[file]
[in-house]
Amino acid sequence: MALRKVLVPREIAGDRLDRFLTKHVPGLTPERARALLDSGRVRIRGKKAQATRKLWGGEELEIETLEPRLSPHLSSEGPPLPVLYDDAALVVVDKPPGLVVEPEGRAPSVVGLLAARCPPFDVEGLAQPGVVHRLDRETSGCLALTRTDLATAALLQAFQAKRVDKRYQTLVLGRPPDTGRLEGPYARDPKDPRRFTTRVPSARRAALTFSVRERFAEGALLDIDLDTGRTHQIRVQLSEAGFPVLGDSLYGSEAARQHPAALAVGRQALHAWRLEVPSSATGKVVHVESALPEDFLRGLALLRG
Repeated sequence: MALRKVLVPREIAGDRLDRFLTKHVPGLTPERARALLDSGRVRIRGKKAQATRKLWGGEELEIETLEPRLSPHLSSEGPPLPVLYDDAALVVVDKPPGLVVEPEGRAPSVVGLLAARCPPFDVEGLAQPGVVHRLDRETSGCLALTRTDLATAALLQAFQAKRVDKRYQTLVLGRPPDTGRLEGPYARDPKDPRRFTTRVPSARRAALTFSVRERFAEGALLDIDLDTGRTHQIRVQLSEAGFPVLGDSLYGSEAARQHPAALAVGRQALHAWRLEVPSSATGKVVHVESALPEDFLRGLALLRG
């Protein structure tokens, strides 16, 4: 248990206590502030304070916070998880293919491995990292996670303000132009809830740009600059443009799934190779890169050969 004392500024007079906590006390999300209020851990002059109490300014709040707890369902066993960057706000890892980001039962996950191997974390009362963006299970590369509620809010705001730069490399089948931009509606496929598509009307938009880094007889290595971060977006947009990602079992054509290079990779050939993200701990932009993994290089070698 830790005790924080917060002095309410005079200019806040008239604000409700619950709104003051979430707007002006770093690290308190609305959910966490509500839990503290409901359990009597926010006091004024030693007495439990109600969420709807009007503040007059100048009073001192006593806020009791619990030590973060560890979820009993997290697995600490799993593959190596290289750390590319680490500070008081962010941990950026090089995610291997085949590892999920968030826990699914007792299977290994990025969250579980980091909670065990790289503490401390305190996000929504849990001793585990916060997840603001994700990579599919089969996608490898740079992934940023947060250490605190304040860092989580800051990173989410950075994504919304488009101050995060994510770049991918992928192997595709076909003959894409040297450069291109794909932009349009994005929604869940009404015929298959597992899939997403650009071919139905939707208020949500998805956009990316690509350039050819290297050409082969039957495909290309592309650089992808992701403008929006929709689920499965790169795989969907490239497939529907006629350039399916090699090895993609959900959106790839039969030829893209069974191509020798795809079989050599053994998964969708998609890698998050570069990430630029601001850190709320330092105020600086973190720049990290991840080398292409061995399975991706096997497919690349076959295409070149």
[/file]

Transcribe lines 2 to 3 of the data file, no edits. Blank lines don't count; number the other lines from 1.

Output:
Amino acid sequence: MALRKVLVPREIAGDRLDRFLTKHVPGLTPERARALLDSGRVRIRGKKAQATRKLWGGEELEIETLEPRLSPHLSSEGPPLPVLYDDAALVVVDKPPGLVVEPEGRAPSVVGLLAARCPPFDVEGLAQPGVVHRLDRETSGCLALTRTDLATAALLQAFQAKRVDKRYQTLVLGRPPDTGRLEGPYARDPKDPRRFTTRVPSARRAALTFSVRERFAEGALLDIDLDTGRTHQIRVQLSEAGFPVLGDSLYGSEAARQHPAALAVGRQALHAWRLEVPSSATGKVVHVESALPEDFLRGLALLRG
Repeated sequence: MALRKVLVPREIAGDRLDRFLTKHVPGLTPERARALLDSGRVRIRGKKAQATRKLWGGEELEIETLEPRLSPHLSSEGPPLPVLYDDAALVVVDKPPGLVVEPEGRAPSVVGLLAARCPPFDVEGLAQPGVVHRLDRETSGCLALTRTDLATAALLQAFQAKRVDKRYQTLVLGRPPDTGRLEGPYARDPKDPRRFTTRVPSARRAALTFSVRERFAEGALLDIDLDTGRTHQIRVQLSEAGFPVLGDSLYGSEAARQHPAALAVGRQALHAWRLEVPSSATGKVVHVESALPEDFLRGLALLRG